The French horn opening of Bruckner’s Symphony No. 4 must be one of the most nerve wracking first few bars for any instrumentalist, so totally exposed. It has to be perfect to set the atmosphere for the rest of the symphony. And surely any bassoon player who has to start Le Sacre du Printemps must get nervous. This solo is not supposed to sound as though the player is coping comfortably, even though that’s how it always does seem to sound these days.

Stravinsky was reported to have said that he wanted the bassoon solo to sound “as if striving for the unattainable”. He also added that he thought that the solo ought to be raised by a semitone every decade, as techniques improved, to get the same effect.

Whilst the beginning of Le Sacre du Printemps is an exposed entry for bassoon, it is also an orchestral excerpt which is standard fare for any aspiring bassoonist. So if you are good enough to be principal bassoon, that’s something you’ll be expected to play in your sleep. It is no different from a dentist taking out a wisdom tooth or a tree surgeon 10 metres up removing a branch. Difficult job, but that’s what he/she is trained for.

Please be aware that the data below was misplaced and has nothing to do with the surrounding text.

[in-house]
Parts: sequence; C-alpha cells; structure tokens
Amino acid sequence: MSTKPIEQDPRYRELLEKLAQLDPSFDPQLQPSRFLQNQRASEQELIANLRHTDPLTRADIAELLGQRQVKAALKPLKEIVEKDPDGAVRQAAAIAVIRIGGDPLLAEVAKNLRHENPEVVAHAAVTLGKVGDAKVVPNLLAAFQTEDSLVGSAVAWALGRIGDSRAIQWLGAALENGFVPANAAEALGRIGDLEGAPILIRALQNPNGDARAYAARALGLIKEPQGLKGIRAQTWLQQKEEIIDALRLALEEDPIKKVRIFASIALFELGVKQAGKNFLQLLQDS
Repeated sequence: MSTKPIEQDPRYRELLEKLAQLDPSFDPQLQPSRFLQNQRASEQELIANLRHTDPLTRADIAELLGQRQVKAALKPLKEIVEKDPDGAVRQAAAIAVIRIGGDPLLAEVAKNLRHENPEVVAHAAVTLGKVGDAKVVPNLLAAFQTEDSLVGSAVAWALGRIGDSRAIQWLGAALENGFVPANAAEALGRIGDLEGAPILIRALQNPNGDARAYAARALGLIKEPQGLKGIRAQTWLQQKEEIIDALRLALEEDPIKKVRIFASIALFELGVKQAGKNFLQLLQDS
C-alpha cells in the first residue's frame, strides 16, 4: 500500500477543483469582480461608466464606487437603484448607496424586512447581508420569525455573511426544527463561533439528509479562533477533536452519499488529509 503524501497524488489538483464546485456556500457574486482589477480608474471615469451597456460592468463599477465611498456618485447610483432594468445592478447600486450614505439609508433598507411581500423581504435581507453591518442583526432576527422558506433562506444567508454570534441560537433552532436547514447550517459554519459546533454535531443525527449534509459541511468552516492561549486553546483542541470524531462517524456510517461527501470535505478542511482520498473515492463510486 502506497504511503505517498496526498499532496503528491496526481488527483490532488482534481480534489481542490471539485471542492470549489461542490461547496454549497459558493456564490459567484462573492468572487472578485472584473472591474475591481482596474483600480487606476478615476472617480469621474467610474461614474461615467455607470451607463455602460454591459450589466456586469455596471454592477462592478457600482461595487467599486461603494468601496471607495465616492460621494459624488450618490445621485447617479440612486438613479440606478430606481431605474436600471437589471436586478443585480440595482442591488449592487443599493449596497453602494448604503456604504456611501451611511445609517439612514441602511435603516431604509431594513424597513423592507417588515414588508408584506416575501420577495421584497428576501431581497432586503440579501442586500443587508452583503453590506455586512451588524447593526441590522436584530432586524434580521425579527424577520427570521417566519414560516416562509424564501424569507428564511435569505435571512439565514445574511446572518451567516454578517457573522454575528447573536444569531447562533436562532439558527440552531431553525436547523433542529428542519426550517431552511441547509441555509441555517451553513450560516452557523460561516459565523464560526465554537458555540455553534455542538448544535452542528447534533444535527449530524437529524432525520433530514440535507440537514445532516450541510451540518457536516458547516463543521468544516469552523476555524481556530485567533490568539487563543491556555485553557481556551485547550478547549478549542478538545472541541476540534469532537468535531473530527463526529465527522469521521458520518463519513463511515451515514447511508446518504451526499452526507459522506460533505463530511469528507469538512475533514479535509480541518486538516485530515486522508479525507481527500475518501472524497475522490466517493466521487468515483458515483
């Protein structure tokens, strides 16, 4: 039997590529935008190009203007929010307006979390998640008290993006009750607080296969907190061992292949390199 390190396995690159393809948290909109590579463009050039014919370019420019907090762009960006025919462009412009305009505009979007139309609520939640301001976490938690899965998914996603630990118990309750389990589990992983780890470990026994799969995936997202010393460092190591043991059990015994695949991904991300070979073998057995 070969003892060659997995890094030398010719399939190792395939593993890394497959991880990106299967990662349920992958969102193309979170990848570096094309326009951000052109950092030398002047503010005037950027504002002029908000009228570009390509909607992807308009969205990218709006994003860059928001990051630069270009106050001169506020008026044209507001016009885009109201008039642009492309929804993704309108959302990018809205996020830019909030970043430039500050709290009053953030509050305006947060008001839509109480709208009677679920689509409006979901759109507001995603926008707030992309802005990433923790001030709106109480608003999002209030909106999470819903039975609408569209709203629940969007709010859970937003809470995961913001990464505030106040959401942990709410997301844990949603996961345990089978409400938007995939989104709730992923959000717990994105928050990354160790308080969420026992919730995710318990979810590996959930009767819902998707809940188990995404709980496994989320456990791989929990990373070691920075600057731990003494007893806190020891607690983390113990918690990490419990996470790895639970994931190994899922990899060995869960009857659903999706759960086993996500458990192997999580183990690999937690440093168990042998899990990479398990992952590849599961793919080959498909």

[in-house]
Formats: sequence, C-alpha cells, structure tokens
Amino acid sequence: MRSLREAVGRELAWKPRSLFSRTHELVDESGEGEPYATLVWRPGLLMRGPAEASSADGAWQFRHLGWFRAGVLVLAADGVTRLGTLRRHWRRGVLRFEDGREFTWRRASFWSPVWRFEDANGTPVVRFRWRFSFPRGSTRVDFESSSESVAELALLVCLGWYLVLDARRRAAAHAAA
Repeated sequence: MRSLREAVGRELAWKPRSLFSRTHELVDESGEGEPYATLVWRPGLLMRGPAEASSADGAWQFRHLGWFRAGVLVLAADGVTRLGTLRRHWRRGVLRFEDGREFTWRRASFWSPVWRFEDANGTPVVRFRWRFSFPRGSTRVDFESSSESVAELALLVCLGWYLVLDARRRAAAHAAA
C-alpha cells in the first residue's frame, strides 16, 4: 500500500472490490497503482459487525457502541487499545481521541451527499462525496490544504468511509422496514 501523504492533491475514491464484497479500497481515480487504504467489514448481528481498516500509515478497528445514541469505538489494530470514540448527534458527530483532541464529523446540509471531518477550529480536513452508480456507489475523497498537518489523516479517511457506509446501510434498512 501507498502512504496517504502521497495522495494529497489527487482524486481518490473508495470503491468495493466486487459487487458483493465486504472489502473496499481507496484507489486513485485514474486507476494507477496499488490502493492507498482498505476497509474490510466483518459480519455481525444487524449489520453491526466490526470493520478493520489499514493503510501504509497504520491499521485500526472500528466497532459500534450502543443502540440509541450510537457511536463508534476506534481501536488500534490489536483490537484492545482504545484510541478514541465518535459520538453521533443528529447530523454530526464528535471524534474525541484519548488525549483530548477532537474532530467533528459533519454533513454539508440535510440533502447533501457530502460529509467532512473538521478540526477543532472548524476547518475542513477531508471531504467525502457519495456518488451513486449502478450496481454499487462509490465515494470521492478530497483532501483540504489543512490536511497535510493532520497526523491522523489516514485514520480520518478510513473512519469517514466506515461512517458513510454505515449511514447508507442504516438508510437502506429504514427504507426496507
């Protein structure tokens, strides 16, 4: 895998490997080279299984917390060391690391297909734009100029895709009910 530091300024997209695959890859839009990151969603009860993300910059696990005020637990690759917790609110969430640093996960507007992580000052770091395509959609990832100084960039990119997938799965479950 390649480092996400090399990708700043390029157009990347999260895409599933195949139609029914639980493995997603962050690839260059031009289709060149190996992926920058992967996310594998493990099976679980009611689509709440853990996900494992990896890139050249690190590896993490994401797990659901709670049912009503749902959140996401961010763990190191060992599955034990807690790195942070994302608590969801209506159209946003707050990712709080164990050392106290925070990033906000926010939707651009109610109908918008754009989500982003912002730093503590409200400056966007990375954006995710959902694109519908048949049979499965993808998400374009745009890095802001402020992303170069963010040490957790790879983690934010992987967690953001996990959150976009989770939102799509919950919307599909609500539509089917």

It is a nervy solo, although one that would be well within the capabilities of any principal bassoonist worth his salt, these days. By the way it’s no more fraught than the solo at the opening of Tchaikovsky’s Pathétique, but for wholly different reasons. It’s very hard to play that lower register of the instrument in tune, very smoothly, very quietly and with perfect control.

I think that if you are a professional musician and you go into a concert fearing that you will fluff it then you are probably in the wrong profession. Sure, mistakes happen and the best players can cover up, but if you sit on the chair, you should be up to the job.


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